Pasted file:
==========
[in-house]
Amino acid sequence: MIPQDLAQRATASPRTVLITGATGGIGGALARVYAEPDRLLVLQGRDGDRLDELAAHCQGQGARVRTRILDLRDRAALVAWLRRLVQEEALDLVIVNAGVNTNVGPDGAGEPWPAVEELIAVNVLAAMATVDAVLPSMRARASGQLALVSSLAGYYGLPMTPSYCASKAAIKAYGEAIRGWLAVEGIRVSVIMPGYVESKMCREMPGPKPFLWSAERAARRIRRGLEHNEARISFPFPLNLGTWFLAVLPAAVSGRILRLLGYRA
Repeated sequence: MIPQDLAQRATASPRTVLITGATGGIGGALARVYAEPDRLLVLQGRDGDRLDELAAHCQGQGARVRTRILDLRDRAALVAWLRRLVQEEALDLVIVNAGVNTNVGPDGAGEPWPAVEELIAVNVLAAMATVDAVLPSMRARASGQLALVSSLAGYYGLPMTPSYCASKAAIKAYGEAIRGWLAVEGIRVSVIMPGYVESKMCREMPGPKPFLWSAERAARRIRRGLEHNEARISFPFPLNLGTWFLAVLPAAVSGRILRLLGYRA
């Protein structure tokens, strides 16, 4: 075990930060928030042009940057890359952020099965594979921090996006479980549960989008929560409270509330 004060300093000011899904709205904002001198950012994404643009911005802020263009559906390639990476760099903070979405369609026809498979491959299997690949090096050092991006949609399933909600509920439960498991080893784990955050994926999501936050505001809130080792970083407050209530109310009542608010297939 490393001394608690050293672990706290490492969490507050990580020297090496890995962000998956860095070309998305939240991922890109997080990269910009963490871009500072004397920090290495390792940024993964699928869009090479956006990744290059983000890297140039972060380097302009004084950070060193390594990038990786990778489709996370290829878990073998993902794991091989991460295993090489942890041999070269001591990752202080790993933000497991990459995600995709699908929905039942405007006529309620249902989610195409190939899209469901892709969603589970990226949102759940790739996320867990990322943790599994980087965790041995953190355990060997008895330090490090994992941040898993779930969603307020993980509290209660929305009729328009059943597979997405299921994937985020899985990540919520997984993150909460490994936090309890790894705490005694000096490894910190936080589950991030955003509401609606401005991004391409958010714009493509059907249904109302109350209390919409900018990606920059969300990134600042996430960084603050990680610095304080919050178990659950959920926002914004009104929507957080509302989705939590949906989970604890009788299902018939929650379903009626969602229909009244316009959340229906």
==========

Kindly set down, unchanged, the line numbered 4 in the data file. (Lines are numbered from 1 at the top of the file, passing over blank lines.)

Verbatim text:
């Protein structure tokens, strides 16, 4: 075990930060928030042009940057890359952020099965594979921090996006479980549960989008929560409270509330 004060300093000011899904709205904002001198950012994404643009911005802020263009559906390639990476760099903070979405369609026809498979491959299997690949090096050092991006949609399933909600509920439960498991080893784990955050994926999501936050505001809130080792970083407050209530109310009542608010297939 490393001394608690050293672990706290490492969490507050990580020297090496890995962000998956860095070309998305939240991922890109997080990269910009963490871009500072004397920090290495390792940024993964699928869009090479956006990744290059983000890297140039972060380097302009004084950070060193390594990038990786990778489709996370290829878990073998993902794991091989991460295993090489942890041999070269001591990752202080790993933000497991990459995600995709699908929905039942405007006529309620249902989610195409190939899209469901892709969603589970990226949102759940790739996320867990990322943790599994980087965790041995953190355990060997008895330090490090994992941040898993779930969603307020993980509290209660929305009729328009059943597979997405299921994937985020899985990540919520997984993150909460490994936090309890790894705490005694000096490894910190936080589950991030955003509401609606401005991004391409958010714009493509059907249904109302109350209390919409900018990606920059969300990134600042996430960084603050990680610095304080919050178990659950959920926002914004009104929507957080509302989705939590949906989970604890009788299902018939929650379903009626969602229909009244316009959340229906």